- The following social shopping hypotheses were confirmed
- Hypothesis 1: the longer the view time [a proxy for consumer involvement – perceived personal relevance], the greater the likelihood of a click-out. TRUE
- Hypothesis 2: the longer the average view time per page, the lower the likelihood of a click-out [due to goal-oriented as opposed to exploratory shopping] TRUE
- Hypothesis 3: the more frequently product-detail sites are visited, the lower the likelihood of a click-out. TRUE
- Hypothesis 4: the longer the average view time per product-detail site, the greater the likelihood of a click-out. TRUE
- Hypothesis 5: the more frequently each direct shopping feature (brand, category, search field, gender, price, sales, and shop) is used, the lower the likelihood of a click-out (indicative of exploratory shopping). TRUE (except price)
- Hypothesis 6: the more frequently the home page is visited, the lower the likelihood of a click-out (indicative of exploratory shopping). TRUE
- Hypothesis 7a: the higher the overall average product rating, the greater the likelihood of a click-out. TRUE
- Hypothesis 7b: the higher the overall average shop rating, the greater the likelihood of a click-out. TRUE
- Hypothesis 8a: the more frequently lists are used, the lower the likelihood of a click-out (indicative of exploratory shopping). TRUE
- Hypothesis 8b: the more frequently styles are used, the lower the likelihood of a click-out (indicative of exploratory shopping). TRUE
- Hypothesis 9: the more frequently tags are used, the greater the likelihood of a click-out (useful for goal-oriented shopping). TRUE
- Hypothesis 10: the more frequently user profiles are used, the lower the likelihood of a click-out (indicative of exploratory shopping). TRUE
Commentary: We love the concept of social shopping sites as infomediaries – providing trustworthy information and guidance (often user generated) to inform exploratory shopping and shopping decisions (see McKinsey book ‘Net Worth‘ for more on infomediaries), and their utility in driving brand awareness, gauging demand as well as attracting and retaining ‘social shoppers’ (customer acquisition and loyalty) people, usually women, who shop for fun and entertainment.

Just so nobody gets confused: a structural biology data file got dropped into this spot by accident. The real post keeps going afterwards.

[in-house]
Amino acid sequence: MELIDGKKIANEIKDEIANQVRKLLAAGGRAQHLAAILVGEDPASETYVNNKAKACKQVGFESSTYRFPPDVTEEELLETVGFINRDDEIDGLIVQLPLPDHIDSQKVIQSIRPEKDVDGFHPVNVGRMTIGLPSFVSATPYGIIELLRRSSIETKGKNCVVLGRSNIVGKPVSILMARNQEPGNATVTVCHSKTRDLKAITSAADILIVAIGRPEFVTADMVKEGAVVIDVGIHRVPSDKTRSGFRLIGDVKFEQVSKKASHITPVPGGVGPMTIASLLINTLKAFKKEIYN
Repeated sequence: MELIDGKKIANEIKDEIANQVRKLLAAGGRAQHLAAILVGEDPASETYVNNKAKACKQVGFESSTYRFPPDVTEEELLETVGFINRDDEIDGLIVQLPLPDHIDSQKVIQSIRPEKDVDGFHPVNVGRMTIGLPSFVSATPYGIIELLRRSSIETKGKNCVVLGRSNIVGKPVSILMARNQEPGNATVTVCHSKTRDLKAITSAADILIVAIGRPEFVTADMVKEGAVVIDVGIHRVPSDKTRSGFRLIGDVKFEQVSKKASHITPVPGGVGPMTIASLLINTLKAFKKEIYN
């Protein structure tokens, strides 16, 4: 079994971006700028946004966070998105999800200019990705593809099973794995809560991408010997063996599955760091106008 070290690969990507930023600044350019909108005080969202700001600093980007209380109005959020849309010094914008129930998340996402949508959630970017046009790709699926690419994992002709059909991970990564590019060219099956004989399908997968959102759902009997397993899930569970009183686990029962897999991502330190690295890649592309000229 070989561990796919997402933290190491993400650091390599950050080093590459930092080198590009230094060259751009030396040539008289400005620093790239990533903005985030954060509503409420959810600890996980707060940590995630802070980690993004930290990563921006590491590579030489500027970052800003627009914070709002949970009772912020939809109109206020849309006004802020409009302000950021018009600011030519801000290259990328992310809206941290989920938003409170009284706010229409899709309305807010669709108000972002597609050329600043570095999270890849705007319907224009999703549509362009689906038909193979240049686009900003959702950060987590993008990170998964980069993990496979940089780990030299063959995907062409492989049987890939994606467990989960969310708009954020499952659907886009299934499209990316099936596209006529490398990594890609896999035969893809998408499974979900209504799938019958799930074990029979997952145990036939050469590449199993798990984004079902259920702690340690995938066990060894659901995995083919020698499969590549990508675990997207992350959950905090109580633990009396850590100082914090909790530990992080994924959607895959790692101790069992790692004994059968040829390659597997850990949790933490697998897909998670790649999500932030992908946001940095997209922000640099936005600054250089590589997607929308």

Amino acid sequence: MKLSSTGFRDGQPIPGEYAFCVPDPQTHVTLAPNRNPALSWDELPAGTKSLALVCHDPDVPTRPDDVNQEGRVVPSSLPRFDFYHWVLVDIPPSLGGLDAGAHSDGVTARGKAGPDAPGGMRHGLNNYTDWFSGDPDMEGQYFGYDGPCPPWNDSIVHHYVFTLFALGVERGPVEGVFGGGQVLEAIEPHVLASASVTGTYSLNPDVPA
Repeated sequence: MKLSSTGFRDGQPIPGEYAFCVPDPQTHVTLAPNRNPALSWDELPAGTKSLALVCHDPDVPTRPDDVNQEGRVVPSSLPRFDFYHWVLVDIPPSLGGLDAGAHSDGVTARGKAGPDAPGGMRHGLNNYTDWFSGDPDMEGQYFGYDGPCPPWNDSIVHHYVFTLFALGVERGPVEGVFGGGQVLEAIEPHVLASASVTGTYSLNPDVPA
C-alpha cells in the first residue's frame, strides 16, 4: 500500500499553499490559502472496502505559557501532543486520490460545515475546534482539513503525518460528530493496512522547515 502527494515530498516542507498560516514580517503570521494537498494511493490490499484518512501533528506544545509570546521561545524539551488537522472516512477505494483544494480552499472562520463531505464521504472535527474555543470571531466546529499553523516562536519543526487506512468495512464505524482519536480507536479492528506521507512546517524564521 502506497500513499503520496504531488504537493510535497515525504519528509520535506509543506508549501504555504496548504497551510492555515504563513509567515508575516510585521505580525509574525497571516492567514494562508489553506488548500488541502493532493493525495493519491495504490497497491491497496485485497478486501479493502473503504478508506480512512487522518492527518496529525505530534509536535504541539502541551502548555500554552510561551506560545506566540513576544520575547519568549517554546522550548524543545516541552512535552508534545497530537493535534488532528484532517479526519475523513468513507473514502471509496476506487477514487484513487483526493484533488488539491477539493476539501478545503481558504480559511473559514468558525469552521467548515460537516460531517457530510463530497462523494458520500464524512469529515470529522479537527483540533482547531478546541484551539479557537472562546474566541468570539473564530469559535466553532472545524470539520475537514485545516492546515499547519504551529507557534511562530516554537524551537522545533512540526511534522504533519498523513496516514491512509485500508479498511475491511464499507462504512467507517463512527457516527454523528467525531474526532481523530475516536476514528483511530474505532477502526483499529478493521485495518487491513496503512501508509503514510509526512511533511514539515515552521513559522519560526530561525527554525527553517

Rainer Olbrich and Christian Holsing
ABSTRACT: Social shopping communities (SSCs) evolve from a linkage of social networking and online shopping. Apart from direct shopping features in shopbots (e.g., search fields), SSCs additionally offer user-generated social shopping features. These include recommendation lists, ratings, styles (i.e., assortments arranged by users), tags, and user profiles. Purchases can be made by following a link to a participating online shop (“click- out”). SSCs are experiencing high growth rates in consumer popularity (e.g., Polyvore attracts more than 6 million unique visitors per month). Thus, this business model has received considerable venture capital in recent years. By analyzing clickstream data, we investigate which factors, especially social shopping features, are significant for predicting purchasing behavior within SSCs. Our logit model includes about 2.73 million visiting sessions and shows that social shopping features exert a significant impact, both positive and negative. Tags and high ratings have a positive impact on a click-out. In contrast, the more lists and styles used, the less likely the user is to make a click-out. Yet, lists and styles seem to enhance site stickiness and browsing. Moreover, the more direct shopping features that are used, the less likely the user is to conduct a click-out. Increasing trans- action costs and information overload could be potential reasons. We also found that community members are more likely to make a click-out than ordinary users. This implies that community members are more profitable.
KEY WORDS AND PHRASES: Clickstream data, online consumer purchasing behavior, social shopping, user-generated content, virtual community.